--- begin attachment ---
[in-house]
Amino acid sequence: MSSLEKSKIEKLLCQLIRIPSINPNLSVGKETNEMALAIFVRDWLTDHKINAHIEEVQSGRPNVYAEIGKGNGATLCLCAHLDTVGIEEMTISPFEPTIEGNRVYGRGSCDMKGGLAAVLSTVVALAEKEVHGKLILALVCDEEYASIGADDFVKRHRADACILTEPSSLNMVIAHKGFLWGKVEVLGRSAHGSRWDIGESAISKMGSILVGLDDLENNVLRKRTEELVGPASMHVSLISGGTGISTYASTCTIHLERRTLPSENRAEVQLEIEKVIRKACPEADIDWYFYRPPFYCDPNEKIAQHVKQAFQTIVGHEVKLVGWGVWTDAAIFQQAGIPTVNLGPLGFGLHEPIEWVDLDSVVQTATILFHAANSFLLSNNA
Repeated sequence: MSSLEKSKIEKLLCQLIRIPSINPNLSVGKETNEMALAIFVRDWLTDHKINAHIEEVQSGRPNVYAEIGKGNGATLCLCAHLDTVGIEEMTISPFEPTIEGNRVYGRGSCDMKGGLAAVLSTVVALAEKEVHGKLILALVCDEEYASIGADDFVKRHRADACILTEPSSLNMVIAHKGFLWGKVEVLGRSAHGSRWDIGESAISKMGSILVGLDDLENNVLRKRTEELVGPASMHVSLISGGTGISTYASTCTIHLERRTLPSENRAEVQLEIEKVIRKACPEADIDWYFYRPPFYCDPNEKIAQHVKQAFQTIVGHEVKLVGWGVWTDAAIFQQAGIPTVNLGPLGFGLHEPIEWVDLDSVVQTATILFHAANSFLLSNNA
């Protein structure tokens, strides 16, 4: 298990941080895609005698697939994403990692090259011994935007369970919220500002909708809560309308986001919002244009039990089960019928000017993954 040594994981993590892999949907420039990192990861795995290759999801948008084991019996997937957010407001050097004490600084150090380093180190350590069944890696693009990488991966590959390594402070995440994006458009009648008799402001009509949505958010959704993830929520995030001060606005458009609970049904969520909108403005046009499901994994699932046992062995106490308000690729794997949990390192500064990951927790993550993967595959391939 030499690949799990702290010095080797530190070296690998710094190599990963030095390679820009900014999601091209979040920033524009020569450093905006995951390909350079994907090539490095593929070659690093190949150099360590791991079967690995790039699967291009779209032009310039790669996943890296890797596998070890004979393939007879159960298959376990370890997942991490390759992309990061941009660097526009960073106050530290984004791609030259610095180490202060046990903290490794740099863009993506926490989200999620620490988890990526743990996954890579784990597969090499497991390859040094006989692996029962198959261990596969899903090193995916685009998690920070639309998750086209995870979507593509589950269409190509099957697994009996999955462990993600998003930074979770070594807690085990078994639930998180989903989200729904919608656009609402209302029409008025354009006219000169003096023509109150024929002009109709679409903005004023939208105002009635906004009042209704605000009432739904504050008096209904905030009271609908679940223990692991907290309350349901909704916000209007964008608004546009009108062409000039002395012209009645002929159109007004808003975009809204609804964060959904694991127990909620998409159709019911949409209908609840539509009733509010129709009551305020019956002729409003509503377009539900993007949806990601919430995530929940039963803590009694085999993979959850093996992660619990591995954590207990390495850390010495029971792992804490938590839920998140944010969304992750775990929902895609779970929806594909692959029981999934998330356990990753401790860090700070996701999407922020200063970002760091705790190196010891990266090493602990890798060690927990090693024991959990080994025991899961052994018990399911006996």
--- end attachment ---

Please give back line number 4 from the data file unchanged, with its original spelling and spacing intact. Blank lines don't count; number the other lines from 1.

């Protein structure tokens, strides 16, 4: 298990941080895609005698697939994403990692090259011994935007369970919220500002909708809560309308986001919002244009039990089960019928000017993954 040594994981993590892999949907420039990192990861795995290759999801948008084991019996997937957010407001050097004490600084150090380093180190350590069944890696693009990488991966590959390594402070995440994006458009009648008799402001009509949505958010959704993830929520995030001060606005458009609970049904969520909108403005046009499901994994699932046992062995106490308000690729794997949990390192500064990951927790993550993967595959391939 030499690949799990702290010095080797530190070296690998710094190599990963030095390679820009900014999601091209979040920033524009020569450093905006995951390909350079994907090539490095593929070659690093190949150099360590791991079967690995790039699967291009779209032009310039790669996943890296890797596998070890004979393939007879159960298959376990370890997942991490390759992309990061941009660097526009960073106050530290984004791609030259610095180490202060046990903290490794740099863009993506926490989200999620620490988890990526743990996954890579784990597969090499497991390859040094006989692996029962198959261990596969899903090193995916685009998690920070639309998750086209995870979507593509589950269409190509099957697994009996999955462990993600998003930074979770070594807690085990078994639930998180989903989200729904919608656009609402209302029409008025354009006219000169003096023509109150024929002009109709679409903005004023939208105002009635906004009042209704605000009432739904504050008096209904905030009271609908679940223990692991907290309350349901909704916000209007964008608004546009009108062409000039002395012209009645002929159109007004808003975009809204609804964060959904694991127990909620998409159709019911949409209908609840539509009733509010129709009551305020019956002729409003509503377009539900993007949806990601919430995530929940039963803590009694085999993979959850093996992660619990591995954590207990390495850390010495029971792992804490938590839920998140944010969304992750775990929902895609779970929806594909692959029981999934998330356990990753401790860090700070996701999407922020200063970002760091705790190196010891990266090493602990890798060690927990090693024991959990080994025991899961052994018990399911006996």